ZTE launches Smart Street 2.0 service at CeBIT

Monday 20 March 2017 | 12:26 CET | News

ZTE has introduced its ‘Smart Street 2.0 – Highlights Your City’ service at CeBIT in Hannover, Germany. Smart Street 2.0 is the second generation of ZTE’s LPWAN-based product, designed to help city administrators transform public services on the city’s streets and road, and create the foundation for a smart city.

Leveraging IoT, cloud computing and big data technologies, the platform integrates key services for everyday street life, i.e. such as parking and lighting. The platform is environmentally-friendly, and uses real time data analytics based navigation and routing information to save time and fuel for citizens, in turn making street life greener, ZTE said.

The Smart Street 2.0 service is based on a centralised ‘street command and control centre’, which acts as the main back-end hub for the street applications. It interacts with smart street IoT infrastructure and collects data from the sub-systems. It then uses the embedded intelligence of its big data analytics engine to interact with citizens via a smart phone app, to provide notifications, guidance, navigation and smart routing information. It also collects payment fees for smart parking as well as other fee collections, such as traffic violation ticket charges through online payment services.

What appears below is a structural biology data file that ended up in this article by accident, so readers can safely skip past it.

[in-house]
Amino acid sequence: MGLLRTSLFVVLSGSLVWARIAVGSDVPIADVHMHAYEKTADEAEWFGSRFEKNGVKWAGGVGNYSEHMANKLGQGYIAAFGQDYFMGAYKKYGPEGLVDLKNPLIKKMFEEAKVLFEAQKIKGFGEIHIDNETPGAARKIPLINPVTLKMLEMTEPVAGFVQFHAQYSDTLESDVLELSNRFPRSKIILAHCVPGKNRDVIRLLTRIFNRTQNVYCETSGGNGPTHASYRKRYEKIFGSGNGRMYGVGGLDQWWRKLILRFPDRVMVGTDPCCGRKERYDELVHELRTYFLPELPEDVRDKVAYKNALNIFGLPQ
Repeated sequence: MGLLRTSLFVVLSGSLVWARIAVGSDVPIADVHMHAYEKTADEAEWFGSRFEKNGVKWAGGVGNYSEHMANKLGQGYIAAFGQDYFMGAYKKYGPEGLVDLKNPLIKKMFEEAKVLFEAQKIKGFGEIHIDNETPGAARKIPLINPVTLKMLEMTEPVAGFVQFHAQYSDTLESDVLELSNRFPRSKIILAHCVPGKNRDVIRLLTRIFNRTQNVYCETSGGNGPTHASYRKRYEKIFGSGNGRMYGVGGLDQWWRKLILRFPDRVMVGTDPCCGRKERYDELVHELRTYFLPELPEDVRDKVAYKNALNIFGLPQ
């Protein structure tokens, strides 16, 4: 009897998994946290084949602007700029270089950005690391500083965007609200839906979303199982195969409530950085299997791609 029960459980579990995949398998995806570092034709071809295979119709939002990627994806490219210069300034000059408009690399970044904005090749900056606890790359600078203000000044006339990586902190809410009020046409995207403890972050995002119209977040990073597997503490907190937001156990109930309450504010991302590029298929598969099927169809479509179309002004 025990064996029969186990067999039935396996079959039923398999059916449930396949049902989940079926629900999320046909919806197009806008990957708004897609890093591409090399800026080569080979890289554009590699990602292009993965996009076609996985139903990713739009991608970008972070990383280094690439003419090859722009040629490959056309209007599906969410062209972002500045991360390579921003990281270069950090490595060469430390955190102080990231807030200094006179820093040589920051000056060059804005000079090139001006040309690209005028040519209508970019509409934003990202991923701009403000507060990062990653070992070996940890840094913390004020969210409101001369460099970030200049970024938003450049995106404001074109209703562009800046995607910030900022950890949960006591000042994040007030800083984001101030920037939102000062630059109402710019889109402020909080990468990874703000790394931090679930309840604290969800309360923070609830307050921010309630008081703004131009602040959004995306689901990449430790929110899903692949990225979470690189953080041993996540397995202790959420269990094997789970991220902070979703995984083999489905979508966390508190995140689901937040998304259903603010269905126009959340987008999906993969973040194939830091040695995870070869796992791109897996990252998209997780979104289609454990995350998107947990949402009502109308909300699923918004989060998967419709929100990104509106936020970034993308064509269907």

Smart parking functions show the real-time acquisition of available parking spaces in the street and in the vicinity of drivers, providing navigation and online payment fee facility. Smart street lights operate intelligently based on factors such as the time of the day, natural light conditions and weather. The automatic sensor technology script in the street command and control centre helps to automatically switch lights on and off or brighten/dim as per the real-time environmental conditions, natural requirements and street activity.

Smart street LED displays can show weather, temperature, noise and other important information and can also be used for displaying public information and advertisements. The sensors also sense the volume of waste and report to the back-end system. When 80 percent capacity is reached, an automatic ‘waste pickup signal’ is sent to the back-end system, which in turn notifies the trash truck driver. It also navigates the waste collection vehicle driver to the pickup points using the most efficient route, creating a dynamic schedule for multiple waste collections in the area.

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